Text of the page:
Gabrielle Vinyard Butler University
Faculty Sponsor(s): Carmen Salsbury Butler UniversityIn this rapidly developing world, the relationship between humans and wildlife is becoming more strained. It is estimated that within less than 30 years, more than 50% of all humans will be concentrated in urban areas. Despite the challenges, some animals respond better than others to the additional pressures present in urban environments, such as altered and fragmented habitats, and squirrels are a prime example (McKinney, 2002). They are described as “urban adapters” and generalists because they capitalize on open areas near forests and can utilize the extra anthropogenic food sources (McCleery, 2009). Further research can provide additional information on the status of urban squirrel populations, and in turn, build a more comprehensive understanding of urban ecosystems and the anthropogenic effects on species living within them. Several studies have focused on the distribution and abundance of tree squirrels in urban landscapes, but more information is need to understand the connections between anthropogenic factors and population density, especially when considering food pressure (Shochat et al., 2006). This study was specifically built on the findings of previous research that examined leaf nest densities within residential neighborhoods and found a positive correlation between property value and nest density (Salsbury unpublished data). The biological explanation of this relationship was unclear, so a follow-up study was necessary to further investigate this connection. The potential anthropogenic effects on Sciurus niger tree squirrel distribution and abundance in urban residential areas was investigated using a combination of leaf nest surveys, observations of squirrel activity, and a citizen scientist questionnaire.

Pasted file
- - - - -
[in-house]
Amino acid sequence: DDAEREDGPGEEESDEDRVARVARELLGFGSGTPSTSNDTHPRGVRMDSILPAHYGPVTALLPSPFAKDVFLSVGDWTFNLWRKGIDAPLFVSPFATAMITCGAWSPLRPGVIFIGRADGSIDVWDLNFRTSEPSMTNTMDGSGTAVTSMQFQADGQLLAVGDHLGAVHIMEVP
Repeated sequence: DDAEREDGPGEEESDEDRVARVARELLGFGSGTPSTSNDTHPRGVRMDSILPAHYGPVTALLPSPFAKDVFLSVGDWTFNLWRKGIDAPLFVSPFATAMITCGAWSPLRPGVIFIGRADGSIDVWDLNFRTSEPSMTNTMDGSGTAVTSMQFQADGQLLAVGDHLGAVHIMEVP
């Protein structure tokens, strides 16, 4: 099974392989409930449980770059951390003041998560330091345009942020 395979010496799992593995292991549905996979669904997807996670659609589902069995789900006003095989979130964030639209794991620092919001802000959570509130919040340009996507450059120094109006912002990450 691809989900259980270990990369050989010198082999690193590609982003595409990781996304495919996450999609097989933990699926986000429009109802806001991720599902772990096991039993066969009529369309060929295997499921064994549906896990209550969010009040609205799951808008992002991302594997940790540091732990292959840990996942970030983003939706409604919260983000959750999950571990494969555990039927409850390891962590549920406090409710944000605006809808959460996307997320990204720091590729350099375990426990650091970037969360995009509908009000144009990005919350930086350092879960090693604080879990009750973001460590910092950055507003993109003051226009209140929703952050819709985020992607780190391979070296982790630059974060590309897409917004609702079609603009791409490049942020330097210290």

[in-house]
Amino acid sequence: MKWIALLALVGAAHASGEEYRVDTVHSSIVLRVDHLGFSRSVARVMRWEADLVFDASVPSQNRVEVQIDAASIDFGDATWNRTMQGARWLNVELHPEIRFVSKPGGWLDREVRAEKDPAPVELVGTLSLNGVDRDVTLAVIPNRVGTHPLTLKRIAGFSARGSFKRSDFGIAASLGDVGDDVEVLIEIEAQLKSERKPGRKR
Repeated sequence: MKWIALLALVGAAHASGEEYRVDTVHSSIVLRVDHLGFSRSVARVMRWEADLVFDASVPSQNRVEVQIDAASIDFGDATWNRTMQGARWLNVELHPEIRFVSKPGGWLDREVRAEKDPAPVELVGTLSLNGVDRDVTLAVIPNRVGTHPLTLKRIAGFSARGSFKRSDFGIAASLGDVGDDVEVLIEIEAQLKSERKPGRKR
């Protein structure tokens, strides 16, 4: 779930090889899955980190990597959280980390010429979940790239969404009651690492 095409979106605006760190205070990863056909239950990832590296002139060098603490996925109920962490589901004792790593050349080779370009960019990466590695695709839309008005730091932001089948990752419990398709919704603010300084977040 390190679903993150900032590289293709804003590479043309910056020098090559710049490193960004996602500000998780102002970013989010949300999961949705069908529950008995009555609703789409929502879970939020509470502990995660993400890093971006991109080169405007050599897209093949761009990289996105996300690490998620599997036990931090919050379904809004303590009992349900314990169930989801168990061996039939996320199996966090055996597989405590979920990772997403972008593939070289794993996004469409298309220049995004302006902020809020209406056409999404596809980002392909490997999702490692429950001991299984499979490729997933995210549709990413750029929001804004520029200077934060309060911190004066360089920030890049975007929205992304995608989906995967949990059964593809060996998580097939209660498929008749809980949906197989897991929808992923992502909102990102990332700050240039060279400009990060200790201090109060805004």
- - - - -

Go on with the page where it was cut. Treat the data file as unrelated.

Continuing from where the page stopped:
When & Where
Gallahue Hall 101